Press Release Mar 21, 2024

National Park Service Identifies ‘Preferred Alternative’ to Restore Grizzly Bears to the North Cascades

"The planned return of the grizzly bear to North Cascades National Park is a symbol of the power of perseverance” -- NPCA President and CEO Theresa Pierno 

SEATTLE – The Friends of the North Cascades Grizzly Bear coalition celebrates today as federal agencies announced their preference to bring grizzly bears back to the North Cascades Ecosystem.

The National Park Service and U.S. Fish and Wildlife Service today released the final environmental impact statement and grizzly bear reintroduction plan. Although a record of decision has yet to be signed, the agencies’ preferred alternative would restore grizzlies to their historic homelands, where they are functionally extinct. The agencies recommend a 10(j) rule that would give wildlife managers additional flexibility under the Endangered Species Act to responsibly manage bears.

“Today we celebrate our national parks as places where wildlife thrives and ecosystems are made whole,” said Theresa Pierno, president and CEO of the National Parks Conservation Association. “For years, NPCA has worked tirelessly to bring grizzlies back to their historic homeland. The planned return of the grizzly bear to North Cascades National Park is a symbol of the power of perseverance.”

“After years of advocacy the Upper Skagit Tribe looks forward to the day the great bear returns to the rugged North Cascades which our people previously shared with grizzlies for thousands of years,” said Scott Schuyler, policy representative for the Upper Skagit Tribe, whose territory lies within the recovery zone. “We thank leaders at the National Park Service, U.S. Fish and Wildlife Service, and Department of Interior for their intention to restore a cultural icon in the North Cascades.”

The North Cascades Ecosystem holds one of the most remote and rugged mountain ranges in the country and is one of only two grizzly bear recovery zones without an established population. The area is one of North America’s premier intact ecosystems and features optimal habitat for grizzlies. However, the last confirmed sighting of a grizzly bear was in 1996. Habitat fragmentation and the low numbers of grizzlies in nearby populations make it highly unlikely that grizzlies would naturally recover in this area.

Under the preferred alternative, agency biologists would translocate a few bears from healthy source populations into the North Cascades over several years until an initial population of 25 is reached.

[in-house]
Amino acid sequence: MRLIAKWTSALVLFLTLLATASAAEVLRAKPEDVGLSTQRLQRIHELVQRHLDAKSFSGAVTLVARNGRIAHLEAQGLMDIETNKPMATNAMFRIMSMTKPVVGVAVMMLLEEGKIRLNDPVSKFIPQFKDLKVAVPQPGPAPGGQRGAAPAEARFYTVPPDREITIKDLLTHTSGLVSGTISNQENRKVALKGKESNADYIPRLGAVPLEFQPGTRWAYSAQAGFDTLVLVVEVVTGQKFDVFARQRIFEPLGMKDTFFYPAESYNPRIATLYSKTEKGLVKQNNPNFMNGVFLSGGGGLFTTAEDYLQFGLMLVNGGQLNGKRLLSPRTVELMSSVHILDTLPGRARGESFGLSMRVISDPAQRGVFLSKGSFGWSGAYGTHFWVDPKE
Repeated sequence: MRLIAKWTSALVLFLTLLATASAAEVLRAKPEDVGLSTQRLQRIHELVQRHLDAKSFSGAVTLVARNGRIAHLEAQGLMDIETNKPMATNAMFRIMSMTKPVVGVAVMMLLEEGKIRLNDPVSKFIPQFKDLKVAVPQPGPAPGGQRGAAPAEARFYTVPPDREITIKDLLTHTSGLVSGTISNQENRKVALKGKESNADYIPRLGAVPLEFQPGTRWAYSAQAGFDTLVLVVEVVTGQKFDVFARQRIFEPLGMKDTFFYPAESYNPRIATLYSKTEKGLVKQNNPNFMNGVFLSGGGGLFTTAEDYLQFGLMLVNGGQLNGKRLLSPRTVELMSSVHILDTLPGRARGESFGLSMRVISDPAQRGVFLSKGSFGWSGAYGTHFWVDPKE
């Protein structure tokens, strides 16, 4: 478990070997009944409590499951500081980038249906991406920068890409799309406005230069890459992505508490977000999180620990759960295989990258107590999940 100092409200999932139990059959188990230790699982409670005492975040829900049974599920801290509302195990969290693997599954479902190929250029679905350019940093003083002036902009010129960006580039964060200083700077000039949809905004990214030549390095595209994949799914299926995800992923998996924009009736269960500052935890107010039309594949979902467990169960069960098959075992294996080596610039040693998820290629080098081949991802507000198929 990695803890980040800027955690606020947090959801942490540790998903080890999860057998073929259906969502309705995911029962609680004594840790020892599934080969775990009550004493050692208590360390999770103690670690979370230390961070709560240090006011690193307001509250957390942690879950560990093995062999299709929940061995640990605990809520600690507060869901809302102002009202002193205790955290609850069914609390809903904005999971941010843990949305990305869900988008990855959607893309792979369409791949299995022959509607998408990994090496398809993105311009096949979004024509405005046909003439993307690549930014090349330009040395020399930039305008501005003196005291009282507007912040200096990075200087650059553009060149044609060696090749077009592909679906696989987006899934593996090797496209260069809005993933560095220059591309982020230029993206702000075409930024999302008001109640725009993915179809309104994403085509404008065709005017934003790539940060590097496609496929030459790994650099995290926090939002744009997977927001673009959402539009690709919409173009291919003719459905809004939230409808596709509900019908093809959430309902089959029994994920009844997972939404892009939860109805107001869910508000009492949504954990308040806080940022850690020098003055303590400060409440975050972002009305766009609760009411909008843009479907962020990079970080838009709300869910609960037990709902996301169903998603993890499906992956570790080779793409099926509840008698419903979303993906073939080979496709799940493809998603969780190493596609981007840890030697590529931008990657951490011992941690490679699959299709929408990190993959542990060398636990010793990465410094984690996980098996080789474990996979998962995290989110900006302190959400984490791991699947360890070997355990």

“The Snoqualmie Tribe is excited to hear this news, and to know that this hard-fought effort to bring home grizzlies is close to becoming a reality,” said Snoqualmie Indian Tribe Tribal Chairman Robert M. de los Angeles. “This is a critical moment in history, with governments, organizations, and individuals working together to welcome grizzlies back after human action removed them from their home. Snoqualmie thanks the leadership of our congressional leaders, the National Park Service, U.S. Fish and Wildlife Service, and the Department of Interior for their persistent work and advocacy.”

For years, advocates in Washington state and beyond have weighed in supporting efforts to help the declining population of grizzlies and reintroduce bears to their historic habitat. A recent poll shows that 85% of Americans support grizzly restoration in the North Cascades. The possible designation of the North Cascades grizzlies as an “experimental population” has helped the effort gain support, as people have been assured that the bears will be gradually reintroduced and carefully managed.

“The agencies have shown that they are listening to local communities like ours by including necessary management flexibility for a successful reintroduction effort in the long run,” said Jasmine Minbashian, executive director of Methow Valley Citizens Council. “In eastern Washington, human-bear coexistence initiatives are already in progress. With the right resources focused on bear-smart infrastructure and education, rural communities can be a proud partner in the triumphant return of our majestic grizzly bears.”

There is a legally mandated 30-day waiting period before a final Record of Decision . Visit for more information on the plan for North Cascades grizzly bear recovery from the Friends of the North Cascades Grizzly Bear.

# # #

About the National Parks Conservation Association: Since 1919, the nonpartisan National Parks Conservation Association has been the leading voice in safeguarding our national parks. NPCA and its more than 1.6 million members and supporters work together to protect and preserve our nation’s most iconic and inspirational places for future generations. For more information, visit

Read more from NPCA